Go to Source March 17, 2022
New evidence that the solar market is deepening and broadening and successfully reaching more diverse income levels.
In the decade from 2010 to 2020, U.S. solar adopters came from a broader income range, with the median annual household income of residential solar adopters going from $138,000 down to $115,000 during that timeframe. This is the overarching message coming out of the latest edition of Lawrence Berkeley National Laboratory’s annual report, Residential Solar-Adopter Income and Demographic Trends, which utilizes address-level data for 2.3 million residential solar adopters across the U.S. The report explores trends including household income levels, but also race & ethnicity, language preference, rural vs. urban, education levels, occupations, age, home value, and credit scores across the population of residential solar adopters in the U.S.
The report authors also created a data visualization tool – a map tool with varying options to explore the many findings of the report in a visual manner.
According to the report, solar-adopter incomes remain higher than the general population: median U.S. household income $63,000 in 2020 ($79,000 for owner-occupied households), but is $115,000 for solar adopters in the same year. But the results also support the case that the disparity between solar-adopter incomes and the general population has been slowly narrowing over time, meaning that overall the market is moving toward becoming more equitable as time passes, exposure and public acceptance increase, and prices decrease. State and local policies advancing solar, including those targeting low- and middle-income customers, also have an influence in the states where they exist to varying degrees.
The market is “deepening” as less affluent households are adopting solar. At the same time, the U.S. solar markets are “broadening,” as market share in low- and middle-income states have been increasing since 2016.
Other trends that emerge within the rooftop solar adapter community when compared to the broader population deliniate solar adopters:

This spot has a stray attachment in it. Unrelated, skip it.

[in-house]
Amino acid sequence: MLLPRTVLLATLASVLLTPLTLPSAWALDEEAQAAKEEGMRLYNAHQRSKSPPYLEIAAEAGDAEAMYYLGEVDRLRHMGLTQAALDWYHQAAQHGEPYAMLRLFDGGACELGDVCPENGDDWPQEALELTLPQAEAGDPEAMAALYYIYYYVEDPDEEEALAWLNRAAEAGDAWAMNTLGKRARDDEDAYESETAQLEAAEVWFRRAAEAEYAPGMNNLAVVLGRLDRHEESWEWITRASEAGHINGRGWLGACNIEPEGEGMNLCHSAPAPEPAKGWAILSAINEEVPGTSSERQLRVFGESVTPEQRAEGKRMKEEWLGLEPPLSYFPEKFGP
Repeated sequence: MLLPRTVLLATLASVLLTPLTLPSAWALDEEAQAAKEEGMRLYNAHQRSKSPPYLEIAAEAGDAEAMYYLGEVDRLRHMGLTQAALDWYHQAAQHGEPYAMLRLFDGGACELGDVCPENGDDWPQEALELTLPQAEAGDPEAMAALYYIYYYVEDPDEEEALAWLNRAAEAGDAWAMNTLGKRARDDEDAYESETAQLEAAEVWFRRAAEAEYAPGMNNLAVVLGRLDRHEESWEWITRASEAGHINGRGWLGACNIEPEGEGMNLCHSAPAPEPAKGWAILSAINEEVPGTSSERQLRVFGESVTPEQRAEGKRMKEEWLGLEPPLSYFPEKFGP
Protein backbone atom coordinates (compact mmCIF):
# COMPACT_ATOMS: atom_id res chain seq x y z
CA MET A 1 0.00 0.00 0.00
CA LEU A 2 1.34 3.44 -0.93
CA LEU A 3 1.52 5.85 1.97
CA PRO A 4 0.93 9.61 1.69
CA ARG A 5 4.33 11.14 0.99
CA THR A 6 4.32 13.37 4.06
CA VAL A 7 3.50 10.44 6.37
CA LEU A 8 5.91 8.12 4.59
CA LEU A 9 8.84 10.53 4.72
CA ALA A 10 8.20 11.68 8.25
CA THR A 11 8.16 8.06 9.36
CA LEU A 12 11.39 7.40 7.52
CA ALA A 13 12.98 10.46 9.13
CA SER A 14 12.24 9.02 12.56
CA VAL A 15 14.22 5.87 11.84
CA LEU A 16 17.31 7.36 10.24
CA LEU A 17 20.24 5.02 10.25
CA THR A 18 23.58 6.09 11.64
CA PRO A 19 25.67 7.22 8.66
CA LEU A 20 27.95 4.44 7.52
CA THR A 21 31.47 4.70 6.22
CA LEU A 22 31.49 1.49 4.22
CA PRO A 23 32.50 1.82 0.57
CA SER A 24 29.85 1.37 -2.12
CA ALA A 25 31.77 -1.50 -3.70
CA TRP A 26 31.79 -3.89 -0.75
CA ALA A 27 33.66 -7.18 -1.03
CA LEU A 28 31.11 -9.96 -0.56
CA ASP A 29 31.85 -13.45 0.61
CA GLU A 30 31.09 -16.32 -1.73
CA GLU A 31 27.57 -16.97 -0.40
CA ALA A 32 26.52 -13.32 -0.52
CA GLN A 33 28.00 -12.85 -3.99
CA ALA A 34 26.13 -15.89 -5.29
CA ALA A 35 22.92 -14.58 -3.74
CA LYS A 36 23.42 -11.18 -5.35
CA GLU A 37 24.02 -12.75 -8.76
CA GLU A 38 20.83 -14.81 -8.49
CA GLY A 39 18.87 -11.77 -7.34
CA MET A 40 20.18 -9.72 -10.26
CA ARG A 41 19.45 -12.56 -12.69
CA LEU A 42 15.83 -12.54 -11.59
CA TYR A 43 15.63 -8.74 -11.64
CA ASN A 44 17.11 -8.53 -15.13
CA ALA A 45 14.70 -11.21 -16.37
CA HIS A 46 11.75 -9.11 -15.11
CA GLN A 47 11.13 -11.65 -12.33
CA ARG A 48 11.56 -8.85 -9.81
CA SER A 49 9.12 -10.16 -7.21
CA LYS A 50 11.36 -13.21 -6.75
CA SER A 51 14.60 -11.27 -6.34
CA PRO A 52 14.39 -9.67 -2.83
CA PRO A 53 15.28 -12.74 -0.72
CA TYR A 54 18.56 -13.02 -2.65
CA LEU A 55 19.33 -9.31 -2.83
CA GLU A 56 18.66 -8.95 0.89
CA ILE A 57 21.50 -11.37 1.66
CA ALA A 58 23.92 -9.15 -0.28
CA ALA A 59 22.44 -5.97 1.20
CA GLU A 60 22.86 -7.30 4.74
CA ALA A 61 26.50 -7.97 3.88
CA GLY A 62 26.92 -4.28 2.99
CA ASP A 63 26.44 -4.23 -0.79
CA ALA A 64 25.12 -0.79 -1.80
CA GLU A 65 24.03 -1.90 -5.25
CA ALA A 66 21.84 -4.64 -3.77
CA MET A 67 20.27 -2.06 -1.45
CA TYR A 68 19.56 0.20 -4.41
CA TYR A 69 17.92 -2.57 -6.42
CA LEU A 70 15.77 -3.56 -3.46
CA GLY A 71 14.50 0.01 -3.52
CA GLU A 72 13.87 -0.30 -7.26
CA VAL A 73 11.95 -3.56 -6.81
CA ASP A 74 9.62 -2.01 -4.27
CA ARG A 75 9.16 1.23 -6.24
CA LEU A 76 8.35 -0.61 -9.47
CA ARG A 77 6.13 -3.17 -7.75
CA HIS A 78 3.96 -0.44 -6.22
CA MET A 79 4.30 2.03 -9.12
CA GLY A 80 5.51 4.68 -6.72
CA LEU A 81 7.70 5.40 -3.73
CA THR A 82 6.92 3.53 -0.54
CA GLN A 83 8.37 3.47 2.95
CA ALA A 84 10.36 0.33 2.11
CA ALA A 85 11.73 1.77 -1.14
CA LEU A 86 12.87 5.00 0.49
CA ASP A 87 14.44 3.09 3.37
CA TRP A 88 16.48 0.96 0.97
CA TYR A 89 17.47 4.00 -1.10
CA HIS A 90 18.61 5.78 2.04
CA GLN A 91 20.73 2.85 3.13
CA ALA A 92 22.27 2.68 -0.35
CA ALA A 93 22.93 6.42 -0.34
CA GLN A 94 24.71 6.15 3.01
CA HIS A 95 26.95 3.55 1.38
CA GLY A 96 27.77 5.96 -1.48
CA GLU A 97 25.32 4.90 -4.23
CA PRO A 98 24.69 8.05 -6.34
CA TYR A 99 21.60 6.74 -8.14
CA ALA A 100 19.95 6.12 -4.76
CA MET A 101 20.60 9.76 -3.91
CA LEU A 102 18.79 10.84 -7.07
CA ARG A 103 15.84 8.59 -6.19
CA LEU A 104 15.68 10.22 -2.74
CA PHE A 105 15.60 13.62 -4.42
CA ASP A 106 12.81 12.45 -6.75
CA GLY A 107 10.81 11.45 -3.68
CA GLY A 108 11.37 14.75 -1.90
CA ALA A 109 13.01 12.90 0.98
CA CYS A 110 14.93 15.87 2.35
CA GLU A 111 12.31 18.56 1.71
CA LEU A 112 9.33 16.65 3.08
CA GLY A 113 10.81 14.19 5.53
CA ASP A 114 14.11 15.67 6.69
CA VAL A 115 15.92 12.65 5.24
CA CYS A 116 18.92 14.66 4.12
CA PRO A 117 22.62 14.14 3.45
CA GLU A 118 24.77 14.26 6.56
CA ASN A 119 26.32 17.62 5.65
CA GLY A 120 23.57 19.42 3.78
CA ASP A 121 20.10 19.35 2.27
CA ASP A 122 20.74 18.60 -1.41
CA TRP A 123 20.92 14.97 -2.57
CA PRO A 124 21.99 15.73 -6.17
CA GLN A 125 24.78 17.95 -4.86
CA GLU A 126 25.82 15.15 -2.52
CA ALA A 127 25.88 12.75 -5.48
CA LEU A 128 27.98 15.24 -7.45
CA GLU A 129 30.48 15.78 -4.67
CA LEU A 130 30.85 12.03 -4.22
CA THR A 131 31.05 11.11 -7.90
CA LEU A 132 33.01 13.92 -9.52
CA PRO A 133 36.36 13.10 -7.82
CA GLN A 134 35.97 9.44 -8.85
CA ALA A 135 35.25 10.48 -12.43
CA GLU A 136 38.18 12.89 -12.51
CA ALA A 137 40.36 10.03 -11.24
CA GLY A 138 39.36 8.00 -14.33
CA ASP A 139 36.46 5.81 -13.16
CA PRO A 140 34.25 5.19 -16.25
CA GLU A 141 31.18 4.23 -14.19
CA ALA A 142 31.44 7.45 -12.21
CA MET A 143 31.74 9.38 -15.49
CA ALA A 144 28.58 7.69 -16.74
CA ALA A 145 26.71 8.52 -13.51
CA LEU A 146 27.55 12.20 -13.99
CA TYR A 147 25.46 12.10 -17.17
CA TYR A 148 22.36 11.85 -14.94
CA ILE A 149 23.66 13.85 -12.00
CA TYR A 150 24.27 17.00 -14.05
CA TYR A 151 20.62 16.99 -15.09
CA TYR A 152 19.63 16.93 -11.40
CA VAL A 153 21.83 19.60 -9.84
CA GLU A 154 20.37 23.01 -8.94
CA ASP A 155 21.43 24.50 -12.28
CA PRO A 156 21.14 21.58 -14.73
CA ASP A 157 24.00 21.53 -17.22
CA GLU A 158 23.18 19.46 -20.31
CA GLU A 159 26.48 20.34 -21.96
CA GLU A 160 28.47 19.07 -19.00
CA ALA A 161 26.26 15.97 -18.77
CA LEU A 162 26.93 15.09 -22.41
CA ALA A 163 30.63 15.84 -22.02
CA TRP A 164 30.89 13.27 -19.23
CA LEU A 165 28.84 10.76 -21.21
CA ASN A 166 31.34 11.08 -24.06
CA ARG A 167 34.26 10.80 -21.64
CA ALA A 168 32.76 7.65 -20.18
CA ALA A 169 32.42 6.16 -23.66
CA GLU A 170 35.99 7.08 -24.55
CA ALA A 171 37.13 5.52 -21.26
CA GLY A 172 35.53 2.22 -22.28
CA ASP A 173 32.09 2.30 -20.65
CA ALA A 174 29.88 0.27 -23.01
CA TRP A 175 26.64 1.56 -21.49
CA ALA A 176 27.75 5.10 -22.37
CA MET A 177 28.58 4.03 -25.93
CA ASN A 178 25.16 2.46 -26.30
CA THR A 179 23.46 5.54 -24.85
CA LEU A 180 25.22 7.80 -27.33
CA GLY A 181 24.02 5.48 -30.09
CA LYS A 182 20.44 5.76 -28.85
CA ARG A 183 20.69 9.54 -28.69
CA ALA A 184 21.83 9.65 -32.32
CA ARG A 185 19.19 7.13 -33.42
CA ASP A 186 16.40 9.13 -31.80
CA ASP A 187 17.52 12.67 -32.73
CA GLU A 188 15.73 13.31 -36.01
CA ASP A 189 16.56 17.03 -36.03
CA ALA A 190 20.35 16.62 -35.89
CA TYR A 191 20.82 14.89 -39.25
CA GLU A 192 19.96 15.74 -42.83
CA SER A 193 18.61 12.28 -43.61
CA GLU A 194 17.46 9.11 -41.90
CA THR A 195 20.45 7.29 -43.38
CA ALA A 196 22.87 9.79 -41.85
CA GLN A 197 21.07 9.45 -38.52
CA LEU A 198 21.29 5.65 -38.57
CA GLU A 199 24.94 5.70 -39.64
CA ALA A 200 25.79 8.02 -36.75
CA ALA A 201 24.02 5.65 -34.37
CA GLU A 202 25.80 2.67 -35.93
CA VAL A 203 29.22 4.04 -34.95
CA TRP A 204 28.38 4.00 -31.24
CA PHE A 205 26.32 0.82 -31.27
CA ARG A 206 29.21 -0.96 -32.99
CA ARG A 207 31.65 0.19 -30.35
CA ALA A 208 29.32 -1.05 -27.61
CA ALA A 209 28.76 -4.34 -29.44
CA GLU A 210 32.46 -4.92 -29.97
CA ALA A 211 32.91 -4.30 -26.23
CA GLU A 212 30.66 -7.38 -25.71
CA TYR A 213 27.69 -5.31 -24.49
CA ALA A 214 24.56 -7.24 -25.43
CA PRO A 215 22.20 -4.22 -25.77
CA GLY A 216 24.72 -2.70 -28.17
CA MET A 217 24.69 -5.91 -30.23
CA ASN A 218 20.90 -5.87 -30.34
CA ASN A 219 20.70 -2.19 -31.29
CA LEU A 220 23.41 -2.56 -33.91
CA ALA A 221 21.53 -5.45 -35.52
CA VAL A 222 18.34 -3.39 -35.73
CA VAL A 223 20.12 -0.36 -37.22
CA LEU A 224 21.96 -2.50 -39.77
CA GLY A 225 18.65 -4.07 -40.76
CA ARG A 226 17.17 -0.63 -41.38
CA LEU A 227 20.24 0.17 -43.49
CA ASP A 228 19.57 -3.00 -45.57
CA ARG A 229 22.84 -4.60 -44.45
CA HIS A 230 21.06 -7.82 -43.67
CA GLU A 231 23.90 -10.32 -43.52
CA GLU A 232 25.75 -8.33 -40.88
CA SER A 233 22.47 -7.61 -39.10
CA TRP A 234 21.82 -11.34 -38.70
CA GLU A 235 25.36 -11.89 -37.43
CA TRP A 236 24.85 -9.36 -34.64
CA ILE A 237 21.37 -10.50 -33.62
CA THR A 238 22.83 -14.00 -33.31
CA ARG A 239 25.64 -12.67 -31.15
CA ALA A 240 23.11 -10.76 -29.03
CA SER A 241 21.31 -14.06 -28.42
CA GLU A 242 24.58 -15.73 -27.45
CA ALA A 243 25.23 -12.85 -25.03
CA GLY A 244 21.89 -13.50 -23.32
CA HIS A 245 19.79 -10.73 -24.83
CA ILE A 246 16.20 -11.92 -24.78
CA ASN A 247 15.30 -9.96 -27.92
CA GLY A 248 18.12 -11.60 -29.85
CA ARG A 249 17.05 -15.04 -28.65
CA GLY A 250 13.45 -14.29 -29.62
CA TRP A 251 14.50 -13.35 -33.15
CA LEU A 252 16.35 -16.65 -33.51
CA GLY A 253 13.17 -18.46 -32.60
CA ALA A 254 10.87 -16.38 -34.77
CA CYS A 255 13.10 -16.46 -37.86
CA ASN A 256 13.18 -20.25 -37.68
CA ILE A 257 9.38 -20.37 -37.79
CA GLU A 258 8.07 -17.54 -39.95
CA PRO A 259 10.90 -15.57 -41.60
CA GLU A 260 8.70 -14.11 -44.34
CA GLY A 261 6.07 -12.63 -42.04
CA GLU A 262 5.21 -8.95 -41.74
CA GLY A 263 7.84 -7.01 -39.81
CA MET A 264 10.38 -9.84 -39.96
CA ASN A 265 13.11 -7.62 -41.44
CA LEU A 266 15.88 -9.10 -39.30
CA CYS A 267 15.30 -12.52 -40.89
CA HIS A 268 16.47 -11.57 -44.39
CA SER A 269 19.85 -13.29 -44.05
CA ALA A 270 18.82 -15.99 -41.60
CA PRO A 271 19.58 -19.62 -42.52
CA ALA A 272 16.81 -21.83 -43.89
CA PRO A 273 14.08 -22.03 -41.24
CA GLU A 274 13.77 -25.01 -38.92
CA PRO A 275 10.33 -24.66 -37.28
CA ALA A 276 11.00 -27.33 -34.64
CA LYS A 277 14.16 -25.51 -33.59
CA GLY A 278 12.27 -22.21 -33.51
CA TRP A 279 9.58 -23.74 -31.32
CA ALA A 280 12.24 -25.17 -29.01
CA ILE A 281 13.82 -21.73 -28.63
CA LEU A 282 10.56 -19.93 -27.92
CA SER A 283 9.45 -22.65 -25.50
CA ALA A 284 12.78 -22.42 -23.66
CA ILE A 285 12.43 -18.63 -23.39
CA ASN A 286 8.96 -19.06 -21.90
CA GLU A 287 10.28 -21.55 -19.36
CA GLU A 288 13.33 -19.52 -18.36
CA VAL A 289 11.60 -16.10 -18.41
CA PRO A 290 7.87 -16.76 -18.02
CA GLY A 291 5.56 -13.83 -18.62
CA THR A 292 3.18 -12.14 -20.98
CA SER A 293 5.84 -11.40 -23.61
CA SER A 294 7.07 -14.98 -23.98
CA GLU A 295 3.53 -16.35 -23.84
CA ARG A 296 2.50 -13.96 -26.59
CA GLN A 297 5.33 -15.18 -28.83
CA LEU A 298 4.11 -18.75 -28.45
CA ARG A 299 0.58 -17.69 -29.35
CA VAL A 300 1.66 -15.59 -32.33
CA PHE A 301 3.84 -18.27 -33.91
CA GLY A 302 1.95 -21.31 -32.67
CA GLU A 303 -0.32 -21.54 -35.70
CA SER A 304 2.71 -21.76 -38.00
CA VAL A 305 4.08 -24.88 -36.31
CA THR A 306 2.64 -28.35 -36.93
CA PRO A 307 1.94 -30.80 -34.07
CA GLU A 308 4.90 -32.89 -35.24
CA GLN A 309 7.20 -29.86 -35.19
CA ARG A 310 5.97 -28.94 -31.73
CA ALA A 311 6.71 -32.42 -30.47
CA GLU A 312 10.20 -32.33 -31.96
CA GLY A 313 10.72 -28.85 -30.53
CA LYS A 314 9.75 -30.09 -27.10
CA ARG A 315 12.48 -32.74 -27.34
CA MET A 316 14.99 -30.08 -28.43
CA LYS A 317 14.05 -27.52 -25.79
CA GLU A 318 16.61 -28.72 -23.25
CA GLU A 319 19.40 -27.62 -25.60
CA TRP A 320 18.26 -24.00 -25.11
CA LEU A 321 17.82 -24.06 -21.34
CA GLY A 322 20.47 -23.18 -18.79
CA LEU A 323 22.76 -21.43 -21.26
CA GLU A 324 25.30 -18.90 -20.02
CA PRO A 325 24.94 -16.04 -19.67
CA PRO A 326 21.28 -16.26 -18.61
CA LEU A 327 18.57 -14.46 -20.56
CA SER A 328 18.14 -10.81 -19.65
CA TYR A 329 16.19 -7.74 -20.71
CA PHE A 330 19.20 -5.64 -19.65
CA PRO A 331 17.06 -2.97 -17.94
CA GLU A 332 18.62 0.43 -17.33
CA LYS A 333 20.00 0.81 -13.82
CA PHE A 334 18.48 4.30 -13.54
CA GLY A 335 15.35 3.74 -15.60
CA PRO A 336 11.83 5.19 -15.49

Certain Southeastern states tend to have higher skews, with Tennessee being the worst ranked and Georgia also in the highest 5. Florida, South Carolina, and North Carolina all experience a much smaller differential. The takeaway here is that good policies tend to make rooftop solar more affordable for everyone. Tennessee and Georgia have bad policies. The Carolinas have good policies as does Florida, at least for now.
To learn more about the policies affecting solar growth in our region, take a look at SACE’s most recent “Solar in the Southeast” report.
Another particularly notable finding in the new Residential Solar-Adopter Income and Demographic Trends Report is that low- and middle-income states have been steadily increasing their market share since 2016; and that around half of the growth in this sector has occurred in Texas and Florida. This makes it even more concerning that the Florida Legislature has just passed a bill likely to reverse this trend. Under the guise of eliminating a purported “subsidy” or “cost-shift” — and without any evidence to support it — Florida will be eliminating its net metering program. What lawmakers are calling a “glide path” is more like a predictable crash landing for the rooftop solar industry. And instead of making solar more accessible for lower-income Floridians, this change will force solar further out-of-reach. SACE is calling on Governor DeSantis to stand with Floridians and veto the anti-solar bill. Stay tuned as we track this and other policies affecting rooftop solar in the Southeast.
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